Jimmie's Comment: (This clover is an example of 'free clover', both planted and sustained by nature's work.)

On the other side of the road from the clover, a calf born hours earlier is beginning to nurse while its mother eats the placenta. And next to an outbuilding there's a huge compost pile, another critical part of the operation. Running the compost through an extractor with water can produce 3,000 gallons an hour of organism-rich — 25,000 species per teaspoon — of irrigable water. (Ross is also founder and co-owner of Sustainable Growth Texas, which uses liquid compost to fertilize homes and agricultural operations.)

Ross now laughs at the memory of what her brother said when he paid a visit years ago: "Whatever you do, don't go organic." The operation follows organic principles but the beef is not certified organic. ("We just don't see any sense in it right now," Ross says of the rigid certification process.) Nonetheless, Ross says again, there's evidence the end product of all this work is better for you — less fat and better fats, including Omega-3s and no hormones or antibiotics.

No hormones also means it takes longer to raise a beef to slaughter weight: A conventionally raised animal is ready in about 14 months to 16 months; Ross' can take as long as 29 months. (That means from pregnancy to finish, it takes three and one-half years to make money on a beef.) And if the animals have to be treated with antibiotics or fail to gain weight on schedule, they're sent to the sale barn.

The market-ready animals — what Ross calls "a block of butter with four little legs" — are harvested humanely at Readfield's in Bryan. Then the cuts are aged 14 days, cut, wrapped in Cryovac and hard-frozen. In addition to People's in Austin, Old Thyme Garden, an organic nursery in Taylor, sells the meat, and Ross is partnering with Whole Foods' producers alliance to get their products into Austin's flagship store. They also do a mail-order business and will deliver if it's to a nearby destination.

Because grass-fed operations tend to be small, they can't hope to achieve the economies of scale of so-called factory farms and that translates into higher prices, even though it costs eight times as much to feed a cow out of a sack as on grass: A 12-ounce to 18-ounce bone-in Betsy Ross ribeye is $13.50 per pound, New York strips $14.25 and ground meat $5, a good bit north of supermarket prices.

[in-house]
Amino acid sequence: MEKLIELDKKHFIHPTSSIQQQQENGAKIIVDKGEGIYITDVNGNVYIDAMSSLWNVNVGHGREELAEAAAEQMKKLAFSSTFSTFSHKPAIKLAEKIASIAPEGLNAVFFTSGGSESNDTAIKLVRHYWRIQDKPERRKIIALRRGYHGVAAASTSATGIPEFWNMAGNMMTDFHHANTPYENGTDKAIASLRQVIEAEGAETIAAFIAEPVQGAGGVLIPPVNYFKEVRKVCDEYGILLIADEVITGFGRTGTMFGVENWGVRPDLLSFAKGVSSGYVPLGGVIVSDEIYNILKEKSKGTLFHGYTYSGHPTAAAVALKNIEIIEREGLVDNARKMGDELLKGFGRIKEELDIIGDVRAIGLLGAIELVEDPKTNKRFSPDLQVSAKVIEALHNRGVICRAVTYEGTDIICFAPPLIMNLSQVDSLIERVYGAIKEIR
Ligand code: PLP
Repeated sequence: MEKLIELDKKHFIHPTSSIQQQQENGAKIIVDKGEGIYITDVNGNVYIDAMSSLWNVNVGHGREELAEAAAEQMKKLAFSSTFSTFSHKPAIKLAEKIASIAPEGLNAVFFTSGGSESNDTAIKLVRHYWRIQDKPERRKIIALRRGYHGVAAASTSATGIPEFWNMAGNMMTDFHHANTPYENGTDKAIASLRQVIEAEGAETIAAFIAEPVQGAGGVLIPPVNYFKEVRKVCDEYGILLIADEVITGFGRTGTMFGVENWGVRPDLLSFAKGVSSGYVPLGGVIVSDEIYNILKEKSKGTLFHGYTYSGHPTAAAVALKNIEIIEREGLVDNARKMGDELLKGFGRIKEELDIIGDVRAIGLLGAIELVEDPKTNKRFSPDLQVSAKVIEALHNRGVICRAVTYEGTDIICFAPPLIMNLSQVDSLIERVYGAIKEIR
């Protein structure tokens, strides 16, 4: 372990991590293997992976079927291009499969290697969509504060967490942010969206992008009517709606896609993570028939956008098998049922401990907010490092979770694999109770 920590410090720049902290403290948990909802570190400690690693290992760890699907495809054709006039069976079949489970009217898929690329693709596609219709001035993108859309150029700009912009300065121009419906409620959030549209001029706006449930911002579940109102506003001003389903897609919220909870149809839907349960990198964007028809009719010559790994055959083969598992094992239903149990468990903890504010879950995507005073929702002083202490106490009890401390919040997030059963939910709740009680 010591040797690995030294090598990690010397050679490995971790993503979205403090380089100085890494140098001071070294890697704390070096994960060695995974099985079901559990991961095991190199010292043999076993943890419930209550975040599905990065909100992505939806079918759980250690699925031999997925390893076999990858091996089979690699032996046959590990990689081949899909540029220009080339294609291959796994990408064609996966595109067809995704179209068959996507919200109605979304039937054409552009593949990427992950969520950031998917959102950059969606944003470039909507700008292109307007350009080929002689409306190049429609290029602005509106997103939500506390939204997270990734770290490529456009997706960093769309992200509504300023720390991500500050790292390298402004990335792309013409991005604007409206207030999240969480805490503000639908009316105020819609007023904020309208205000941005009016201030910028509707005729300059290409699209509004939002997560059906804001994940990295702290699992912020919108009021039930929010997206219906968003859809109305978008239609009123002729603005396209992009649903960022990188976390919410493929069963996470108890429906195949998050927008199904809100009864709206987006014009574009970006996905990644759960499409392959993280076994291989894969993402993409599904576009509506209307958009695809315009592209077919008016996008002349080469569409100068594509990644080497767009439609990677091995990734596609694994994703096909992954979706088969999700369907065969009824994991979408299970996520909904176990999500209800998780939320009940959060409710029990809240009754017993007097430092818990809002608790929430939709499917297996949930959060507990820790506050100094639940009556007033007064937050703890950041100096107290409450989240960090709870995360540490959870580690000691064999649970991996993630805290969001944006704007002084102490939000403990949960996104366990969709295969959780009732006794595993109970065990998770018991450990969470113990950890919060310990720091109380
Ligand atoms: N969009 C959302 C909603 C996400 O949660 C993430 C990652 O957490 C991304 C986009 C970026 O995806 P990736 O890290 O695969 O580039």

But customers say the meat doesn't evaporate when it hits the grill and the more flavorful product — there's more than just texture to this cow — often means it takes less meat to feed a crowd. Ross and her sister usually split a single-serving sirloin.

There's often a three-month wait for tenderloins.

Their customers come looking for them.

They don't want economies of scale.

They want to make food that's good for you and, not to get too high-falutin', reflects the web of life.

"There's more than one way of doing things," Betsy Ross says. (And yes, that's really her name.) "Nothing sits alone. We're all so connected."; 445-3603

Saturday, May 5, 2007

The Economics of AI Breeding vs. Maintaining a Group of Herd Sires

Suggested Guidelines for Beef Heifer Selection

**Moderate frame & milk - 425 lbs at Weaning, 600 lbs at Yearling, 700 lbs at breeding, Frame Score of 4

**Large frame & milk - 500 lbs at Weaning, 750 lbs at Yearling, 875 lbs at breeding, Frame Score of 5

"The University of Minnesota maintained records and summarized the net profit or loss for heifers sold during a developmental period during a three-year period. Heifers culled on the basis of pelvic area, average daily gain, reproductive tract scores, disposition, or structural soundness at the time of the prebreeding exams and finished in a feedlot had a 3-year average net profit of $9, whereas heifers diagnosed as nonpregnant shortly after the breeding season were sold for a net loss of $86. The loss for pregnant heifers that were then diagnosed nonpregnant after wintering on native pasture and sold at a sale barn was $133."

"These figures indicate the importance of identifying heifers that will not breed during the breeding season and culling those heifers before they become an economic liability. Heifers that were diagnosed pregnant during the breeding season were allocated to three groups: first-service AI, second-service AI, or natural mating. Average profits were $163 for first-service AI heifers, $139 for second-service heifers, and $83 for heifers naturally mated. These figures take into account all synchronization costs."

"Therefore, the advantage of AI over natural mating is certainly evident from these analyses, but without sound data these results could not have been noticed. In fact, many people would (and still do) shy away from AI because of the initial costs associated with synchronization, management, and an AI technician. Nonetheless, these results would encourage a producer to seriously consider AI, realizing that the profit potential is far greater than just using natural mating.

Net Profit or Loss Associated with the Sale of Heifers at Various Stages of Reproduction . . . follow the link in the article title above for the remainder of the cost analysis provided by this Cattle Network article.

Source: Steve Boyles OSU Extension Beef Team